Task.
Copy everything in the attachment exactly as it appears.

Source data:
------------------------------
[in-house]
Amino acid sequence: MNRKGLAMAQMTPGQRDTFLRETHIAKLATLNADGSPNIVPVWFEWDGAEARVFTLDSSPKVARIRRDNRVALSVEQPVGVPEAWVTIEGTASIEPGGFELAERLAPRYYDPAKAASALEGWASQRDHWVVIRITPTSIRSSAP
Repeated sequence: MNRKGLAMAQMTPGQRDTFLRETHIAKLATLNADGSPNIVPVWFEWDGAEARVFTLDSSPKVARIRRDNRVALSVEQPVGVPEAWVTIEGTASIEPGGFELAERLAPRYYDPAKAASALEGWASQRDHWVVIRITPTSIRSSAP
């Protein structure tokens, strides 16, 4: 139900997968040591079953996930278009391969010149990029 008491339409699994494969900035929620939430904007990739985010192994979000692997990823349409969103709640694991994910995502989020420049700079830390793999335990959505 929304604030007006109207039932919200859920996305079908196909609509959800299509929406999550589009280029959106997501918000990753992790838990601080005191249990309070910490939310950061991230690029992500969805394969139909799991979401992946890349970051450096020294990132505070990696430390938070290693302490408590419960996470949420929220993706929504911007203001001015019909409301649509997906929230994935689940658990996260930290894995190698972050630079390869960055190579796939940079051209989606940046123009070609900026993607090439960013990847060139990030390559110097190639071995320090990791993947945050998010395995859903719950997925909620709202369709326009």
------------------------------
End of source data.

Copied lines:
[in-house]
Amino acid sequence: MNRKGLAMAQMTPGQRDTFLRETHIAKLATLNADGSPNIVPVWFEWDGAEARVFTLDSSPKVARIRRDNRVALSVEQPVGVPEAWVTIEGTASIEPGGFELAERLAPRYYDPAKAASALEGWASQRDHWVVIRITPTSIRSSAP
Repeated sequence: MNRKGLAMAQMTPGQRDTFLRETHIAKLATLNADGSPNIVPVWFEWDGAEARVFTLDSSPKVARIRRDNRVALSVEQPVGVPEAWVTIEGTASIEPGGFELAERLAPRYYDPAKAASALEGWASQRDHWVVIRITPTSIRSSAP
């Protein structure tokens, strides 16, 4: 139900997968040591079953996930278009391969010149990029 008491339409699994494969900035929620939430904007990739985010192994979000692997990823349409969103709640694991994910995502989020420049700079830390793999335990959505 929304604030007006109207039932919200859920996305079908196909609509959800299509929406999550589009280029959106997501918000990753992790838990601080005191249990309070910490939310950061991230690029992500969805394969139909799991979401992946890349970051450096020294990132505070990696430390938070290693302490408590419960996470949420929220993706929504911007203001001015019909409301649509997906929230994935689940658990996260930290894995190698972050630079390869960055190579796939940079051209989606940046123009070609900026993607090439960013990847060139990030390559110097190639071995320090990791993947945050998010395995859903719950997925909620709202369709326009």